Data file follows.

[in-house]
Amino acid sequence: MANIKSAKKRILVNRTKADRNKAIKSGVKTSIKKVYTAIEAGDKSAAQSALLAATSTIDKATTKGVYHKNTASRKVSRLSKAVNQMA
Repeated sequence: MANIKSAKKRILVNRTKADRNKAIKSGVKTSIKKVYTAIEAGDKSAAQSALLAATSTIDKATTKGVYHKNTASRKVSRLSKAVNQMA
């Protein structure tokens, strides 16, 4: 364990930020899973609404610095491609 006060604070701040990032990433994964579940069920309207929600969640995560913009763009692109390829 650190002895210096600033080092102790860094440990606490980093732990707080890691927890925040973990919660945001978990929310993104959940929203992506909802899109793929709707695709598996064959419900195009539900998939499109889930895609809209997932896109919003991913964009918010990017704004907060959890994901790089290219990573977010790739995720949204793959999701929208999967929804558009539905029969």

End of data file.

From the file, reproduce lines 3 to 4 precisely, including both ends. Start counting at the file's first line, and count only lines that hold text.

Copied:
Repeated sequence: MANIKSAKKRILVNRTKADRNKAIKSGVKTSIKKVYTAIEAGDKSAAQSALLAATSTIDKATTKGVYHKNTASRKVSRLSKAVNQMA
């Protein structure tokens, strides 16, 4: 364990930020899973609404610095491609 006060604070701040990032990433994964579940069920309207929600969640995560913009763009692109390829 650190002895210096600033080092102790860094440990606490980093732990707080890691927890925040973990919660945001978990929310993104959940929203992506909802899109793929709707695709598996064959419900195009539900998939499109889930895609809209997932896109919003991913964009918010990017704004907060959890994901790089290219990573977010790739995720949204793959999701929208999967929804558009539905029969």